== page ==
cartoon uf protest 88 29.
(photo credit: AP [file])
Mark Steyn, political columnist and cultural critic, has written a remarkable book, America Alone: The End of the World As We Know It. He combines several virtues uncommonly found together - humor, accurate reportage and deep thinking - then applies these to what is arguably the most consequential issue of our time: the Islamist threat to the West.
Steyn offers a devastating thesis, but presents it in bits and pieces, so I shall pull it together here.
He begins with the legacy of two totalitarianisms. Traumatized by the electoral appeal of fascism, post-World War II European states were constructed in a top-down manner "so as to insulate almost entirely the political class from populist pressures." As a result, the establishment has "come to regard the electorate as children."
Second, the Soviet menace during the Cold War prompted American leaders, impatient with Europe's (and Canada's) weak responses, effectively to take over their defense. This benign and farsighted policy led to victory by 1991, but it also had the unintended and less salutary side-effect of freeing up Europe's funds to build a welfare state. This welfare state had several malign implications.
The nanny state infantilized Europeans, making them worry about such pseudo-issues as climate change, while feminizing the males.
It also neutered them, annexing "most of the core functions of adulthood," starting with the instinct to breed. From about 1980 birth rates plummeted, leaving an inadequate base for today's workers to receive their pensions.
Structured on a pay-as-you-go basis, it amounted to an inter-generational Ponzi scheme, where today's workers depend on their children for their pensions.
The demographic collapse meant that the indigenous peoples of countries like Russia, Italy and Spain are at the start of a population death spiral.
It led to a collapse of confidence that, in turn, bred "civilizational exhaustion," leaving Europeans unprepared to fight for their ways.
TO KEEP the economic machine running meant accepting foreign workers. Rather than execute a long-term plan to prepare for the many millions of immigrants needed, Europe's elites punted, welcoming almost anyone who turned up. By virtue of geographic proximity, demographic overdrive and a crisis-prone environment, "Islam is now the principal supplier of new Europeans."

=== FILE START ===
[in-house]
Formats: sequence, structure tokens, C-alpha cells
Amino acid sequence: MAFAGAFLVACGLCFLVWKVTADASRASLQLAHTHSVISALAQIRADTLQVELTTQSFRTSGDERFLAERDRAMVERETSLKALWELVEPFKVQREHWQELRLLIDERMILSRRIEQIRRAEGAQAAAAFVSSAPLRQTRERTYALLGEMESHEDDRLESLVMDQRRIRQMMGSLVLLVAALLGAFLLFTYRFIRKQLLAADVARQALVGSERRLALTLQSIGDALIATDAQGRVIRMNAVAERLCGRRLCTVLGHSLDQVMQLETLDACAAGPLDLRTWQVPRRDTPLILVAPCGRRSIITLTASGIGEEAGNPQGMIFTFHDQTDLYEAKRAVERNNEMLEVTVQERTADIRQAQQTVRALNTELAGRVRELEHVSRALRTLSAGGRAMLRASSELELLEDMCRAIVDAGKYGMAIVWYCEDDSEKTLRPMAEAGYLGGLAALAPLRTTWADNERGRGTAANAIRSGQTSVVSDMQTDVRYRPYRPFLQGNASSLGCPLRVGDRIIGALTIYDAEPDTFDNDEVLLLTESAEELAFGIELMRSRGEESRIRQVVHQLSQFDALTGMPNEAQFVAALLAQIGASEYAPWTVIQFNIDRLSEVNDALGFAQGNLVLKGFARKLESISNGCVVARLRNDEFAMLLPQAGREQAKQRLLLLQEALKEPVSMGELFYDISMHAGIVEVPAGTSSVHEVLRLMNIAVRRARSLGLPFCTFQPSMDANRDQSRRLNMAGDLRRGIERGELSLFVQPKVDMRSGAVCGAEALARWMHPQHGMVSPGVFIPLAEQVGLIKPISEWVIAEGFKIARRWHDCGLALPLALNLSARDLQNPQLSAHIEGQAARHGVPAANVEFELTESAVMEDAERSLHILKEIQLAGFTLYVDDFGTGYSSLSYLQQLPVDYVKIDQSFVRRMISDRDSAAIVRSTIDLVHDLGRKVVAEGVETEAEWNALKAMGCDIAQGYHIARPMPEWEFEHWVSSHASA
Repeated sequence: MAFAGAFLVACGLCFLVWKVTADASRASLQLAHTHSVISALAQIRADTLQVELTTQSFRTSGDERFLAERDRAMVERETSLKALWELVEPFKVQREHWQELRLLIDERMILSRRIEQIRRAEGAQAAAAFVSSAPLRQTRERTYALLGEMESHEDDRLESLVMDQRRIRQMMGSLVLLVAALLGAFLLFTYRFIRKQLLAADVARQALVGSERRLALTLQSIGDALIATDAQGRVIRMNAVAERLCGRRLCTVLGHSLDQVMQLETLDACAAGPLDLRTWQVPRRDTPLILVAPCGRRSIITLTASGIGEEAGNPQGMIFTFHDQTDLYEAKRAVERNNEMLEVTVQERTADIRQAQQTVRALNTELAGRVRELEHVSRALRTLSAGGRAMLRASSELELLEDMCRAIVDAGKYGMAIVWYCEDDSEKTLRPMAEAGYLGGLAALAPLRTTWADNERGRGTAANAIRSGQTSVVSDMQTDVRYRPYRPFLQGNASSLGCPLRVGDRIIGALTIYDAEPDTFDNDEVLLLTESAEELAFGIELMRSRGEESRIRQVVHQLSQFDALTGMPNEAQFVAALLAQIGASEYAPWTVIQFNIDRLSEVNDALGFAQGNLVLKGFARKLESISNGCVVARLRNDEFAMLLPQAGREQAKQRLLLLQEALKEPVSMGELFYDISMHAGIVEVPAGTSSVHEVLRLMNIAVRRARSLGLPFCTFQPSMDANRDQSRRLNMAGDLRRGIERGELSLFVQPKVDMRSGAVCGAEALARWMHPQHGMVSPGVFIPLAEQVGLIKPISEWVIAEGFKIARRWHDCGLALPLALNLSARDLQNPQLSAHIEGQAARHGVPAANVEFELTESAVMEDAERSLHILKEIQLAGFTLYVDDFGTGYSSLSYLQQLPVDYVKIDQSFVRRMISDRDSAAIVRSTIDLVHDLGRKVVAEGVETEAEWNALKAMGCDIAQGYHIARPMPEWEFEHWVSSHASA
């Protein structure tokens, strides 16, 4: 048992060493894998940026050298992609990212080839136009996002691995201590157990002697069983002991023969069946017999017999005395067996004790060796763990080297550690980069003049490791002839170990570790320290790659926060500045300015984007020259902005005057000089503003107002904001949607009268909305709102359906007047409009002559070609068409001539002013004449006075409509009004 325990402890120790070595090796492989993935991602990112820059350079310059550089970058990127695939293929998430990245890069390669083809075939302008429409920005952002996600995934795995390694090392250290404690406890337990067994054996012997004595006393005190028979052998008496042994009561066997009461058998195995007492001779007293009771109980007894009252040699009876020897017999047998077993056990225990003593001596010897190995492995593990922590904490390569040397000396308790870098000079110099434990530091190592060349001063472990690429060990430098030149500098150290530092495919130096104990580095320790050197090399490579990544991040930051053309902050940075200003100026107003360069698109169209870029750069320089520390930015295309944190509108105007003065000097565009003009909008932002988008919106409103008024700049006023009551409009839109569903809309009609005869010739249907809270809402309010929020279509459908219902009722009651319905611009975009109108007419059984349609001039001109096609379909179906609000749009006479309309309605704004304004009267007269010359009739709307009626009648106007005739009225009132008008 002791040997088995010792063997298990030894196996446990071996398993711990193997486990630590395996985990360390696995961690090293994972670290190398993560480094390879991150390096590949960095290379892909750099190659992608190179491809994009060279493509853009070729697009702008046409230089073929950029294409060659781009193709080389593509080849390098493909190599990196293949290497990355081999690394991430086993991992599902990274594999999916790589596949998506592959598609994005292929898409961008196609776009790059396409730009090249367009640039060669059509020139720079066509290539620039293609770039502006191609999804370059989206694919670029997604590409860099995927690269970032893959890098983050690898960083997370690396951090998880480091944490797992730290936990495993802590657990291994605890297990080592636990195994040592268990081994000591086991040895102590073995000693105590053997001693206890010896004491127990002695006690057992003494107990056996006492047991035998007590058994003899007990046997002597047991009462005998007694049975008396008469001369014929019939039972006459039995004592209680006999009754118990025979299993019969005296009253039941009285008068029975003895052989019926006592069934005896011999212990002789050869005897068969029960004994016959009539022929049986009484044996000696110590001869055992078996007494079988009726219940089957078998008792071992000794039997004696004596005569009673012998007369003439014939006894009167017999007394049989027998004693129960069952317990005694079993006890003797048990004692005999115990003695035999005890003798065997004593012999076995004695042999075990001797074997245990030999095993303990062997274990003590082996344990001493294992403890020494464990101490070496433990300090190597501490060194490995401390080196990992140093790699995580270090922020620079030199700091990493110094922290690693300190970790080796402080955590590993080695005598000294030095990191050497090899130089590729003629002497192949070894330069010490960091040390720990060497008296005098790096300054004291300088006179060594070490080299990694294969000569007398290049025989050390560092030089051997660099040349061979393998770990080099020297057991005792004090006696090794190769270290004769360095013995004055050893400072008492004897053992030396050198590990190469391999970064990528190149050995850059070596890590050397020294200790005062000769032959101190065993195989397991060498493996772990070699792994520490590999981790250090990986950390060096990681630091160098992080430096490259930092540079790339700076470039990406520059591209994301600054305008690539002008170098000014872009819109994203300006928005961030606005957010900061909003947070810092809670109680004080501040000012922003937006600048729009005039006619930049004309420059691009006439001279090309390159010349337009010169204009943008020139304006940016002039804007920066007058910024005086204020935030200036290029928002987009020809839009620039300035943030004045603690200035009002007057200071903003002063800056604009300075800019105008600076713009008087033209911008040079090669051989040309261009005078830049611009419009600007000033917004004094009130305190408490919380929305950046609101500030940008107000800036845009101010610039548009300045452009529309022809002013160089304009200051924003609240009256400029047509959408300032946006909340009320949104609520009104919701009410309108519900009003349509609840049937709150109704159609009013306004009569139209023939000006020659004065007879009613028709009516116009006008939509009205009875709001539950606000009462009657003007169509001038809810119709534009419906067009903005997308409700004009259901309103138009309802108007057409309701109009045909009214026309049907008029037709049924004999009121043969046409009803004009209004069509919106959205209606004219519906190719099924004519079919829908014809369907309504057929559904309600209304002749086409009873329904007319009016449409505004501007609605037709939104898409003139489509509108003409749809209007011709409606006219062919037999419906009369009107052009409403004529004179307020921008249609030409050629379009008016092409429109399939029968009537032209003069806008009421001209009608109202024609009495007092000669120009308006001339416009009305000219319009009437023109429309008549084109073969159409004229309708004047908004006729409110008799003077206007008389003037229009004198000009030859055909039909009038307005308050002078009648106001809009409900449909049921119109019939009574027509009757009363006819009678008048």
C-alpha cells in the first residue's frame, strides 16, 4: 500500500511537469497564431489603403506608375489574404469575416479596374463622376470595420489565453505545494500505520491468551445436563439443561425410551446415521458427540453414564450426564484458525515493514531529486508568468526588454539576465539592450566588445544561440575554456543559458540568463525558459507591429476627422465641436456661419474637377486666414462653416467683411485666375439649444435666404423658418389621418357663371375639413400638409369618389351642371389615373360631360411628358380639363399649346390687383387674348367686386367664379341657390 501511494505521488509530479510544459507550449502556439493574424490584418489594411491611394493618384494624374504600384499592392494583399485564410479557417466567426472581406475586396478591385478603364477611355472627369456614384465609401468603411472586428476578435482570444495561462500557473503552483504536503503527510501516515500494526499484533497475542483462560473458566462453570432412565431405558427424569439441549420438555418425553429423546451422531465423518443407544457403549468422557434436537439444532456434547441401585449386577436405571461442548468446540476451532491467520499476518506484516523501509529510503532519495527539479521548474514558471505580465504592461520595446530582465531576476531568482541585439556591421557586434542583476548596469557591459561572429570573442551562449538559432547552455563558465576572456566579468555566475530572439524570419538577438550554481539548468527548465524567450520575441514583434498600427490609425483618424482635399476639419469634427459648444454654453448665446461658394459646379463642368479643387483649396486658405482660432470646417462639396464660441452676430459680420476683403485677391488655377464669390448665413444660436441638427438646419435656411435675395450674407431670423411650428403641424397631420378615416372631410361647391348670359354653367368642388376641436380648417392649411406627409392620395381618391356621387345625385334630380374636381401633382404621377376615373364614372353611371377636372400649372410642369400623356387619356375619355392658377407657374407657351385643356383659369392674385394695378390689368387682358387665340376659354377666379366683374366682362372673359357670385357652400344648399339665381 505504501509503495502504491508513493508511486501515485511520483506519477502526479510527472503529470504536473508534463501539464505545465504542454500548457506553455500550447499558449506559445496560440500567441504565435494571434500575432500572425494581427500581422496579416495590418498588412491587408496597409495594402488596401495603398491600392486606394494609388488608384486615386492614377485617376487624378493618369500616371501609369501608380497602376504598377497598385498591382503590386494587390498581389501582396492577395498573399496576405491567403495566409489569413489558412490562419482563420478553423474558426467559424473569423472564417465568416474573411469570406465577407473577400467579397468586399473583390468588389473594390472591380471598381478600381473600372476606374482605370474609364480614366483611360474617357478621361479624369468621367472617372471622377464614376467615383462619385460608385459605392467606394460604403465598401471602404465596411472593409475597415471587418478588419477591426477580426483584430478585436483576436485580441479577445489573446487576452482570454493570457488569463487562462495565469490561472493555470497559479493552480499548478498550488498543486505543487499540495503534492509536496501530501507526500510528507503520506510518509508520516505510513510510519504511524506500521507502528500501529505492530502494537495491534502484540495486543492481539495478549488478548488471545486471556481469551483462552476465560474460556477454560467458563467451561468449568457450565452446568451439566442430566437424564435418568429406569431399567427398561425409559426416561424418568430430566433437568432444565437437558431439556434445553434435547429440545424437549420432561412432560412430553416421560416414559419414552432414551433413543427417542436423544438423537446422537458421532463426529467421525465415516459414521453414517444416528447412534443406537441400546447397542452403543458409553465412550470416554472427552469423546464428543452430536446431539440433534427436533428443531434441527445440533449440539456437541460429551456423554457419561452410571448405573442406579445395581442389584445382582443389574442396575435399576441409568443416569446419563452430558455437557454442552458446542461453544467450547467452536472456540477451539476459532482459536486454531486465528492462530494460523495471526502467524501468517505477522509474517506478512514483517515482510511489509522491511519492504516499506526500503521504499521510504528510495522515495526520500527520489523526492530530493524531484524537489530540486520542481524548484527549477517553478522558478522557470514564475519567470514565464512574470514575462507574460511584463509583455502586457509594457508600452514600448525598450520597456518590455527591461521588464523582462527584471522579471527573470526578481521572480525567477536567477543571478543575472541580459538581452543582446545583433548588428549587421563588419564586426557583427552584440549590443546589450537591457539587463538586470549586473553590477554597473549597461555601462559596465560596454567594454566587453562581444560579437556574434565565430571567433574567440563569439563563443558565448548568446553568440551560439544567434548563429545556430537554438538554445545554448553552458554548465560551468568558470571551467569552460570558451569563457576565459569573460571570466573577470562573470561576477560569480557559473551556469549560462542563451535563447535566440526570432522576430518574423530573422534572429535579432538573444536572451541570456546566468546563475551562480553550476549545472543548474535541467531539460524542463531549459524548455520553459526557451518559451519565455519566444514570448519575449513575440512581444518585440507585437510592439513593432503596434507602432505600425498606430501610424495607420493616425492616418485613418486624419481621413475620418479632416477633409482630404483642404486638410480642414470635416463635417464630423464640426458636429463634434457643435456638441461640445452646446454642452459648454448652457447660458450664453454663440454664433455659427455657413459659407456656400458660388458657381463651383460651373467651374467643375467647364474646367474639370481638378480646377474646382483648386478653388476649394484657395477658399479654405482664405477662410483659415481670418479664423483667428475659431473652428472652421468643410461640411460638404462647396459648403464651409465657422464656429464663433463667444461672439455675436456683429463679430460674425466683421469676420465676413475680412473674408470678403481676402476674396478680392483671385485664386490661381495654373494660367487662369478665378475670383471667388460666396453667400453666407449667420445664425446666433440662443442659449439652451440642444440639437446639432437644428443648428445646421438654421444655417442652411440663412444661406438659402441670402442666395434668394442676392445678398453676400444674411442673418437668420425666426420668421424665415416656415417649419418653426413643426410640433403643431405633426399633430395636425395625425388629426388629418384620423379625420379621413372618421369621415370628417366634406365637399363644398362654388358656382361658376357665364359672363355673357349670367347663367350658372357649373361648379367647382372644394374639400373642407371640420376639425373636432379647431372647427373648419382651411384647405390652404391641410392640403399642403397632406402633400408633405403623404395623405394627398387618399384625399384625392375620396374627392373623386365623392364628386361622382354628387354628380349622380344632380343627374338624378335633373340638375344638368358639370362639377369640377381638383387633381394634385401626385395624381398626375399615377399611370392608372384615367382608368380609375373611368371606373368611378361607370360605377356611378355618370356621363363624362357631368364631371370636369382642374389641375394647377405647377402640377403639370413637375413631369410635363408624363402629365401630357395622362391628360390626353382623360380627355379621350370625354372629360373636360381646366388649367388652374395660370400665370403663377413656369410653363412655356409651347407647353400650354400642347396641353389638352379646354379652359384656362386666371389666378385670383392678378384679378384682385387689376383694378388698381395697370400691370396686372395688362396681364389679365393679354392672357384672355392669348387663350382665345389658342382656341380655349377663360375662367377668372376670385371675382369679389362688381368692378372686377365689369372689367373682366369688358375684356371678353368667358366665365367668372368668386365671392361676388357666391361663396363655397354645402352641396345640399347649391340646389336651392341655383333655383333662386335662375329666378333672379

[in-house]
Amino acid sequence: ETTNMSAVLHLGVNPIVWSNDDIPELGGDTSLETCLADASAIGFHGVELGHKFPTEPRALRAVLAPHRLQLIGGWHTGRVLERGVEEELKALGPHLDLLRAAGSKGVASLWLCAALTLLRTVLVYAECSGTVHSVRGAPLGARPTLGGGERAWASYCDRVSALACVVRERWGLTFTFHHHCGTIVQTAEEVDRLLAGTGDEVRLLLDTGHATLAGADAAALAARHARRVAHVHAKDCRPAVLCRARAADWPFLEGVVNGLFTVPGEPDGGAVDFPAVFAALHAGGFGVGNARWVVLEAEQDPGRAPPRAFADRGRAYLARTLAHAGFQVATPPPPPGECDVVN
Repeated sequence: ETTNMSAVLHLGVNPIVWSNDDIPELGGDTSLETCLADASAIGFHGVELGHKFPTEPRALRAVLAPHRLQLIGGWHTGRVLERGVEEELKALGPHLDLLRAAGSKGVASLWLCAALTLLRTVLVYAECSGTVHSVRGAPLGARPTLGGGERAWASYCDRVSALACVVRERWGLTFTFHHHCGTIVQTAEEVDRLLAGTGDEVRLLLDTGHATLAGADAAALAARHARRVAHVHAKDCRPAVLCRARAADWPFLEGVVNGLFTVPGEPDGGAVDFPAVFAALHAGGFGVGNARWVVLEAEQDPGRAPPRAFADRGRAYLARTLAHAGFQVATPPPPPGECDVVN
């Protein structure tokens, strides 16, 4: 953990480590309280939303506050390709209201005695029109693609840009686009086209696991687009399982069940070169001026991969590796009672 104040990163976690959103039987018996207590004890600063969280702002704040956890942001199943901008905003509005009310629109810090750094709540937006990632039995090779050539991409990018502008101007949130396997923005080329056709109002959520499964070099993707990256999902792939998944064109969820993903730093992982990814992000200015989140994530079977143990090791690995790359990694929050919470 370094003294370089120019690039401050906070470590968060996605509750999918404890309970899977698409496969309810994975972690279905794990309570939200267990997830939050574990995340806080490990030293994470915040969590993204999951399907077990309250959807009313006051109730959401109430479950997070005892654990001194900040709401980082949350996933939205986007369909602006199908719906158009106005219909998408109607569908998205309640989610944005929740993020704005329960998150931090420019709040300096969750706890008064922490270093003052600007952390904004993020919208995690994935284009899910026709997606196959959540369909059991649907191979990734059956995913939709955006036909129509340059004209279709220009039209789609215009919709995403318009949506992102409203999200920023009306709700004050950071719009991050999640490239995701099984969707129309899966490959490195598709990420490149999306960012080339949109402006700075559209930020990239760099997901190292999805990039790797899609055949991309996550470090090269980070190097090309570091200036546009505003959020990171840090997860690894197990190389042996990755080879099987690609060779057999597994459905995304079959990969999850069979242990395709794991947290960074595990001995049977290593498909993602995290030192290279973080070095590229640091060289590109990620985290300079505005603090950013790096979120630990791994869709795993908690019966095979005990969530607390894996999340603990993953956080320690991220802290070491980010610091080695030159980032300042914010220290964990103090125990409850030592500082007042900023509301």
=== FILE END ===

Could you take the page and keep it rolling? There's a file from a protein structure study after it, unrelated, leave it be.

Arriving at a time of demographic, political and cultural weakness, Muslims are profoundly changing Europe. "Islam has youth and will, Europe has age and welfare." Put differently, "Pre-modern Islam beats post-modern Christianity."
Much of the Western world, Steyn flat-out predicts, "will not survive the 21st century, and much of it will effectively disappear within our lifetimes, including many, if not most, European countries." With even more drama, he adds that "it's the end of the world as we know it."
(In contrast, I believe that Europe still has time to avoid this fate.)
America Alone deals at length with what Steyn calls "the larger forces at play in the developed world that have left Europe too enfeebled to resist its remorseless transformation into Eurabia." Europe's successor population is already in place and "the only question is how bloody the transfer of real estate will be."
He interprets the Madrid and London bombings, as well as the murder of Theo van Gogh in Amsterdam, as opening shots in Europe's civil war and states that "Europe is the colony now."
THE TITLE `America Alone refers to Steyn's expectation that the United States - with its "relatively healthy demographic profile" - will emerge as the lonely survivor of this crucible. "Europe is dying and America isn't." Therefore, "the Continent is up for grabs in a way that America isn't."
Steyn's target audience is primarily American: Watch out, he is saying, or the same will happen to you. Pared to its essentials, he counsels two things:
First, avoid the "bloated European welfare systems," declare them no less than a national security threat, shrink the state and emphasize the virtues of self-reliance and individual innovation.
Second, avoid "imperial understretch," don't "hunker down in Fortress America," but destroy the ideology of radical Islam, help reform Islam, and expand Western civilization to new places.
Only if Americans "can summon the will to shape at least part of the emerging world" will they have enough company to soldier on. Failing that, expect a "new Dark Ages... a planet on which much of the map is re-primitivized."
The writer, based in Philadelphia, is director of the Middle East Forum.